FreeSnell: Optical Coherence
FreeSnell is a program to compute optical properties of multilayer thin-film coatings.
This validation suite is from "coherence.scm", part of the FreeSnell package. "coherence.log" is the text generated by running coherence.scm:
scm -l coherence.scm > coherence.log
Suppose we have a 14.um thick sheet of high-density polyethylene with air on both sides. If the wavelength we want to pass is around 11.um (vertical arrow), then this plastic film will pass it with little attenuation.
The vacillations between transmissions of 0.8 and 1.0 are caused by destructive and constructive interference between the incident and reflective waves at the HDPE surfaces.
But a thin single sheet of plastic also conducts heat well. One way to reduce heat conduction is to use multiple glazings (sheets) separated by air.
Now there is interference across the enclosed air space which, by virtue of its greater thickness, has 50 times more peaks and troughs than the HDPE intererence.
When we add a third glazing the troughs become quite deep, making this
analysis suspect; or at least difficult to interpret. The peak and
valley wavelengths of the narrow bands are extremely sensitive to
changes in the distance between sheets, such as could be caused by
temperature changes, vibration, or small changes in incident angle.
When dealing with layers less than a few wavelengths thick, the interference model holds true. Changes in angle of a few degrees change transmitted and reflect ratios by small amounts. Such is a coherent system.
But with millimeter layer thicknesses a one degree change can jump several short-wavelength peaks. The reflections are no longer strongly correlated with the incident light; they are incoherent.
Whereas coherent systems are modeled by the electric field intensities whose complex values add and subtract as interference; incoherent light intensities add as quantities of (electrical) power. A calculation analogous to FreeSnell's matrix method will suffice: The 2-by-2 matrices set up are the same as for the coherent case except that the square of the magnitude of each matrix element replaces that matrix element.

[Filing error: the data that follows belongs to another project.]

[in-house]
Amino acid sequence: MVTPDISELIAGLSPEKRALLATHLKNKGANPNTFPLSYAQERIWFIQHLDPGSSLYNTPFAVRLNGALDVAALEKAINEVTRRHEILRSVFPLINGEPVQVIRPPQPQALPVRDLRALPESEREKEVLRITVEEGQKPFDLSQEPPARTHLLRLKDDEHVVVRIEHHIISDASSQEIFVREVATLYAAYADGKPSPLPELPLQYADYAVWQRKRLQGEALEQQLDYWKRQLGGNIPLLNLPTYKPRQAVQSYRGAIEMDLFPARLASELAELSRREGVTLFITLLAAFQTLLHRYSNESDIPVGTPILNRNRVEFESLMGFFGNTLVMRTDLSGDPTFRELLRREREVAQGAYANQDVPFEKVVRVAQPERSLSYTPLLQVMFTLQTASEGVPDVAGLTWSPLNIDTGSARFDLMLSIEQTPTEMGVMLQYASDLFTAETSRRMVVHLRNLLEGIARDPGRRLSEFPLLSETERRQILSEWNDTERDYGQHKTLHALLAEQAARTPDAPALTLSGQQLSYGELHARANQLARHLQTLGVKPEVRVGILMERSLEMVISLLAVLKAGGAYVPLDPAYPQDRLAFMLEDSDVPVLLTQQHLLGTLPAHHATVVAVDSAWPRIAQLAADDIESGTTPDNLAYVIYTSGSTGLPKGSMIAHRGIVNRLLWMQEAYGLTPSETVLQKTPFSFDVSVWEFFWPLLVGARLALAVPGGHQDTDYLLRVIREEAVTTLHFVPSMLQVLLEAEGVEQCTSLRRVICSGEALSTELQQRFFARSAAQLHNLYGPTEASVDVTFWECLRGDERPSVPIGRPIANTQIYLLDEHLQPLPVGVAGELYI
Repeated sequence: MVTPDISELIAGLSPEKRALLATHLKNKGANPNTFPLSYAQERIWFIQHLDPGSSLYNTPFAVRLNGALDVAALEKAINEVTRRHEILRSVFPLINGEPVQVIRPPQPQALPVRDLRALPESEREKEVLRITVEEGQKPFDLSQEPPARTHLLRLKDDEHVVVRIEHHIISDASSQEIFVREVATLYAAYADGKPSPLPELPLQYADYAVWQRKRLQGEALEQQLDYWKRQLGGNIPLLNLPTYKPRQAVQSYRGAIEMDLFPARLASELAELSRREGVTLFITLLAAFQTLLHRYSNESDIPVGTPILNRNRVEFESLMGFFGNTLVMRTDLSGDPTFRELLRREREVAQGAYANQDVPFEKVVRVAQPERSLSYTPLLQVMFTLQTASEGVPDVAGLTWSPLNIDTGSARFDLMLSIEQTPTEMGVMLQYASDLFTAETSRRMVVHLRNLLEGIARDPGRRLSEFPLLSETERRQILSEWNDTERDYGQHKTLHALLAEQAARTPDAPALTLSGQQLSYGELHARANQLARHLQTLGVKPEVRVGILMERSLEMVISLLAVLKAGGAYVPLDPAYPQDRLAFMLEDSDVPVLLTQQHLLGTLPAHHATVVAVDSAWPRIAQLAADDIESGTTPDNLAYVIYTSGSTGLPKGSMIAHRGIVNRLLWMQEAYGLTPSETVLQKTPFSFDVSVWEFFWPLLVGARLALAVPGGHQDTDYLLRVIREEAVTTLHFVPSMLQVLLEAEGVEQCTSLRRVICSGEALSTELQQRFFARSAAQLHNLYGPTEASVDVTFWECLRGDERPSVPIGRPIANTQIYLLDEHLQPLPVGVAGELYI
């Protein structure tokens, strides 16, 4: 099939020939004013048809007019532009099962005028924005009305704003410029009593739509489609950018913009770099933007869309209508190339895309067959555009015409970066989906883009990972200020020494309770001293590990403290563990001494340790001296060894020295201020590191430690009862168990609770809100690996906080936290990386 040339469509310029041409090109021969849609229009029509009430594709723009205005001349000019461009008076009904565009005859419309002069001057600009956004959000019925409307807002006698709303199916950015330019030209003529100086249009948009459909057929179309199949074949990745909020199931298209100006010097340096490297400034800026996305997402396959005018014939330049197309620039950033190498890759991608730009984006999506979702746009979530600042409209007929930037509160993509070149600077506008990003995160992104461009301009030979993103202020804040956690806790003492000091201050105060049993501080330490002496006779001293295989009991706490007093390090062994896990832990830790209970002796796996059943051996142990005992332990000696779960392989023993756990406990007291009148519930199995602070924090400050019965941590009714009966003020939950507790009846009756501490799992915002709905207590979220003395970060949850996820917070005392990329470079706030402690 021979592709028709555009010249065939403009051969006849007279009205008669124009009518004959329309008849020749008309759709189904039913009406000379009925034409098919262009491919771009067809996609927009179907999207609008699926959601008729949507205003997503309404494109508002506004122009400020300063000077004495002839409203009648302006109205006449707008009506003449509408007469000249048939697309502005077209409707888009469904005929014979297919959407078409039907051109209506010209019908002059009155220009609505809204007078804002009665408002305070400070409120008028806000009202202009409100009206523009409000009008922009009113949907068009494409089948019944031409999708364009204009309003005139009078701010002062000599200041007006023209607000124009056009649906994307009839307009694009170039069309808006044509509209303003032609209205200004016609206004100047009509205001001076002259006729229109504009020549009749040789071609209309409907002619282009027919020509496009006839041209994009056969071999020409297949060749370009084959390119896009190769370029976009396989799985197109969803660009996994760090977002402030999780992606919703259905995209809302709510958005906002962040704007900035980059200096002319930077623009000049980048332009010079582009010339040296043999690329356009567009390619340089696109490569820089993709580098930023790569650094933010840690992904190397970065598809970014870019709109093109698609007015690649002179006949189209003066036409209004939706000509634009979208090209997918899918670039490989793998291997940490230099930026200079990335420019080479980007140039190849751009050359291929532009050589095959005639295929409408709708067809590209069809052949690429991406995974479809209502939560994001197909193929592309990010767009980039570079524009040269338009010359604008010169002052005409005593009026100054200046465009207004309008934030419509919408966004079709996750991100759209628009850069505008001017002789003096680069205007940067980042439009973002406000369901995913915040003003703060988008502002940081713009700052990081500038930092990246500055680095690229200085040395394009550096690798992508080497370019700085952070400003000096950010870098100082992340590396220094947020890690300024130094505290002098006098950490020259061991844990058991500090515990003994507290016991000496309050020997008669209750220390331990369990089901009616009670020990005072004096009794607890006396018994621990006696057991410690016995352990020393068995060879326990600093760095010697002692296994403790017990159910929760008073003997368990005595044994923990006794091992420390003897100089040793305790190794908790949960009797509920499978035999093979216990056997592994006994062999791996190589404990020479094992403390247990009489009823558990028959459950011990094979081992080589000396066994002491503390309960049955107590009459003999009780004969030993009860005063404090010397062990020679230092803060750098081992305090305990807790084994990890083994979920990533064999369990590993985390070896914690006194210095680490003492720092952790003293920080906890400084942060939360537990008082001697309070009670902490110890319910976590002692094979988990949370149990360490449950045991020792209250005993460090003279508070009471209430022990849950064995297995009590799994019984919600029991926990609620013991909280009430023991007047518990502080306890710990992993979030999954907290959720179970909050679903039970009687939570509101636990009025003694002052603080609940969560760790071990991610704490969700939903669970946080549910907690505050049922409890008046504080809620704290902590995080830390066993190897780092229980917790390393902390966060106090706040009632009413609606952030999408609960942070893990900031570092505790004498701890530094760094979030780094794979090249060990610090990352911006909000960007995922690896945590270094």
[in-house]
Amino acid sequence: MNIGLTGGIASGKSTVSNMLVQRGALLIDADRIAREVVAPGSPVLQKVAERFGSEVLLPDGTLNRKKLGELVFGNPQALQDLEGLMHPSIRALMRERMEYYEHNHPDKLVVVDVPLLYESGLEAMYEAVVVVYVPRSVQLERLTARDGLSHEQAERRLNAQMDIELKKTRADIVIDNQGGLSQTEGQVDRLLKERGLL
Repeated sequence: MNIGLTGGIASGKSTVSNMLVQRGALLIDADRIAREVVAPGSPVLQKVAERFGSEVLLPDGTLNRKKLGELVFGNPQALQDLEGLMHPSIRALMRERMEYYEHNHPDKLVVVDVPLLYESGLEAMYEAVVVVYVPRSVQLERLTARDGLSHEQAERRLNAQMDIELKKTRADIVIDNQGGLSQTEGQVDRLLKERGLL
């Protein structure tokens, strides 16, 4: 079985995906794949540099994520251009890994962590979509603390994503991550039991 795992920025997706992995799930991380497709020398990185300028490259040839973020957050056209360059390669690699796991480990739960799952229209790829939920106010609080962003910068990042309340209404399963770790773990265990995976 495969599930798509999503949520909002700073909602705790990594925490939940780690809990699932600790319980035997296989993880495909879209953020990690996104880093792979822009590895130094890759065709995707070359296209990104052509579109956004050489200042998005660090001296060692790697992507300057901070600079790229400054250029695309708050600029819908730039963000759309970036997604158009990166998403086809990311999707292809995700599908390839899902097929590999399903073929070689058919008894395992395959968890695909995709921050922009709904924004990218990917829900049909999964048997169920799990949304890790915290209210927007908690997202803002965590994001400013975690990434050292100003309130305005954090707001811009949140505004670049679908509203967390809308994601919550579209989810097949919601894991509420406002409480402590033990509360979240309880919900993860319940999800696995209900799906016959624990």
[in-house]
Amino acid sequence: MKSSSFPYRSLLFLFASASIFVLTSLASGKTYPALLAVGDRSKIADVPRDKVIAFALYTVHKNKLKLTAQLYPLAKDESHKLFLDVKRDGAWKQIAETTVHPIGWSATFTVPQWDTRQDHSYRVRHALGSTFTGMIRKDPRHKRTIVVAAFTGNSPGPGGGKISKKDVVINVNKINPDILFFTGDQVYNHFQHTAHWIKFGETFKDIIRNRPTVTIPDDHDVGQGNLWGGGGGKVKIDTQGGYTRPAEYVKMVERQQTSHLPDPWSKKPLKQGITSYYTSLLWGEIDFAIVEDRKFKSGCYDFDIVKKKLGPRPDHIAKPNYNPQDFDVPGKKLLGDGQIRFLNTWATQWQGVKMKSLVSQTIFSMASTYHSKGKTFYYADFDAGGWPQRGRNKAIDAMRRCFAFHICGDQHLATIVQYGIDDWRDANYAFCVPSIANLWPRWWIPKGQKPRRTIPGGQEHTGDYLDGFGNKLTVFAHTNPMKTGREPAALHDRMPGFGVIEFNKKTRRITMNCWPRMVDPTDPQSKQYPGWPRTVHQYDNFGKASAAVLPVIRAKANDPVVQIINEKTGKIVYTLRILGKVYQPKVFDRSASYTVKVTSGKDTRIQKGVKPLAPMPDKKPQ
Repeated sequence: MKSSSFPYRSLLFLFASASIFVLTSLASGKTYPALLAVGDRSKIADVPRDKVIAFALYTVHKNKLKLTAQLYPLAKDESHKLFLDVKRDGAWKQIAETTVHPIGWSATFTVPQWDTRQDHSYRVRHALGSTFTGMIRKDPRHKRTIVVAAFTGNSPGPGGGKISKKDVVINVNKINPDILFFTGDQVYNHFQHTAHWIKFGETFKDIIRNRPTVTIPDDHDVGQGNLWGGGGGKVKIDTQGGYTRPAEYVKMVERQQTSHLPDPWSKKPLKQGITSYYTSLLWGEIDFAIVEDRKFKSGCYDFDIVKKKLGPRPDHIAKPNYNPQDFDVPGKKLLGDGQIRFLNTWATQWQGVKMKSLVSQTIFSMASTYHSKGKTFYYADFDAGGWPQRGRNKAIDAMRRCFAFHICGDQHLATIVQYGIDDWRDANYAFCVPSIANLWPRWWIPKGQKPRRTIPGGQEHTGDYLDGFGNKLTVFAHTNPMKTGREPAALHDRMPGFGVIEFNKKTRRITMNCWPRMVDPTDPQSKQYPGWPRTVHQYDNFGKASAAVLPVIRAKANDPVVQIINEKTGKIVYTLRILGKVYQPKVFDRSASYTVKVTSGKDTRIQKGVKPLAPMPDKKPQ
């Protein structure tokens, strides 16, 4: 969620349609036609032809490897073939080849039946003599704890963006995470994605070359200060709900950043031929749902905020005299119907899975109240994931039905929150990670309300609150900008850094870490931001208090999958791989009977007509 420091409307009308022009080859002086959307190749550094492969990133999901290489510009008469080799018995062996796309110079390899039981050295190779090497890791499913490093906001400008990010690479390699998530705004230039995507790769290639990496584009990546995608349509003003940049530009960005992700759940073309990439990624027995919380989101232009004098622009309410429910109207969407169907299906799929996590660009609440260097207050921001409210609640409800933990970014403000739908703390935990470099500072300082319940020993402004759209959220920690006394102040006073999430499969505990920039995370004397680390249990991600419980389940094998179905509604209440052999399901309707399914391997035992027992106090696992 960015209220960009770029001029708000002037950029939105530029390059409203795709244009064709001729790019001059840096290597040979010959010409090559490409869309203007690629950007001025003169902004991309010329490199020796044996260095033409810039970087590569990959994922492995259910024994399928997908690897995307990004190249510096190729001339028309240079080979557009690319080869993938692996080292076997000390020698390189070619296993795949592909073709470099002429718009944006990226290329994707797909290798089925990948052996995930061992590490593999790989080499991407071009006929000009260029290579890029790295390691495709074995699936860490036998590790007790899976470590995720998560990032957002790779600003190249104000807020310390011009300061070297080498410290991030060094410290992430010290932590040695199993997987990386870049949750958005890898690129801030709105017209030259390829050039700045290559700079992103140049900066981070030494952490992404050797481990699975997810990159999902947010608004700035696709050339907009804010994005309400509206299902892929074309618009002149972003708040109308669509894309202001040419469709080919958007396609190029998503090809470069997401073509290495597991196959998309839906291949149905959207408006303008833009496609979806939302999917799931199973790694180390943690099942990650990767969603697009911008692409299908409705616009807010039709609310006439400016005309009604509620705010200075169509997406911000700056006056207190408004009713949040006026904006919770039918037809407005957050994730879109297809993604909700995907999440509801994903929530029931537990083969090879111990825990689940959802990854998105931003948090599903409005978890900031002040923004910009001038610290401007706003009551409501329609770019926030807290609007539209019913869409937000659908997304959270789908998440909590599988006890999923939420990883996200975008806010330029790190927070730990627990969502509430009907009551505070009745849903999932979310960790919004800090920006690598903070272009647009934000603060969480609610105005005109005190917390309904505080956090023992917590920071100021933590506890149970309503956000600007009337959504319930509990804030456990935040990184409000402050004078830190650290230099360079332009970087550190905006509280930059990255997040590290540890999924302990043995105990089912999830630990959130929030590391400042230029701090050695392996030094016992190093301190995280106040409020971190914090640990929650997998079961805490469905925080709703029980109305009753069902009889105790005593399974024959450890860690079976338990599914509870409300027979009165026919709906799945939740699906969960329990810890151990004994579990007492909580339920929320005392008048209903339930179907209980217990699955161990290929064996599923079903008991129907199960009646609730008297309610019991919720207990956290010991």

The incoherent designation applies to an individual layer. FreeSnell segregates the stack into coherent substacks separated by incoherent layers. Each substack is solved and the resulting matrices are used as the reflection matrices in the incoherent stack.
If we make all layers incoherent, then the graph will lack any ripples. That would be incorrect; each glazing this thin does add ripple. We assign incoherence to only the spaces between the glazings. In the single glazing case there is no difference from the coherent case.
The transmission for two coherent glazings with an incoherent airspace between them is shown to the right. The ripples are twice as deep as for one glazing.
The transmission for three coherent glazings with two incoherent airspaces between them is shown to the right. The ripples are thrice as deep as for one glazing.
A 50.um sheet having uniform 1.54 IR would produce the following curve:
Because of the incoherence effects discussed earlier, and because of the finite apertures of spectrographs, at short wavelengths the wiggles average out. Adding (smooth 0.05e-6) computes the convolution of the spectrum with the Gaussian filter having a sigma of 0.05.um, as was done in the section Matching Measured Data.
Smoothing is much easier to apply in the wavenumber (and eV) domain because the interference ripples are evenly spaced:
Wavenumbers and electron-Volts also have the desirable property that each increment in value corresponds to a proportional increment in photon energy.
In an analysis for SimRoof, Infrared Scattering by Water Clouds models clouds:
Clouds have mean droplet sizes ranging from 6 μm to 14 μm, with the largest sizes occurring "over remote tropical oceans", and the smaller sizes occurring over land, particularly over polluted areas. Infrared scattering in the infrared atmospheric window between 8 μm and 14 μm by water droplets is particularly important to address.
First consider small droplets. The refractive-indexes of water and ice have significant k>0 through their thermal ranges (4.5 μm to 40 μm):
Waves which are larger than droplets will induce electric dipoles in those droplets. This, and the droplets comprising a low volume fraction of clouds, indicates that Maxwell Garnett Theory should apply. The transmission through a 250 m thick cloud holding 1 g/m3 of water in small droplets is nearly null [a wavenumber scale is used for the abscissa so that equal areas represent equal energies]:
1 g/m3 of water (ice, on right) in a 250 m thick cloud corresponds to 0.25 mm of precipitable-moisture, a nearly unnoticeable amount if it fell as rain. The transmission through this equivalent 0.25 mm film of water (ice) is the lighter trace in the graph. [The refractive index of ice varies with temperature; but only at wavelengths longer than those of interest.]
Imagine breaking this 0.25 mm=250 μm film into 250 μm diameter droplets distributed uniformly-randomly in a 250 m thick cloud. This cloud has the same precipitable-moisture as the earlier hypothesized cloud, but in much larger droplets. In the process of scattering infrared light, the droplets will have roughly the same attenuation as the 0.25 mm film. Smaller droplets, such as those occuring in clouds, should have transmission between the two curves, both of which are negligible.
The change in direction of infrared photons by scattering affords opportunities for more scattering and hence even more attenuation.
Because of water's and ice's positive k, scattering by droplets absorbs infrared radiation, making water and ice clouds effective blackbodies for thermal radiation.
The next chapter attempts to deduce the spectral refractive index of polyethylene from published graphs of transmission.
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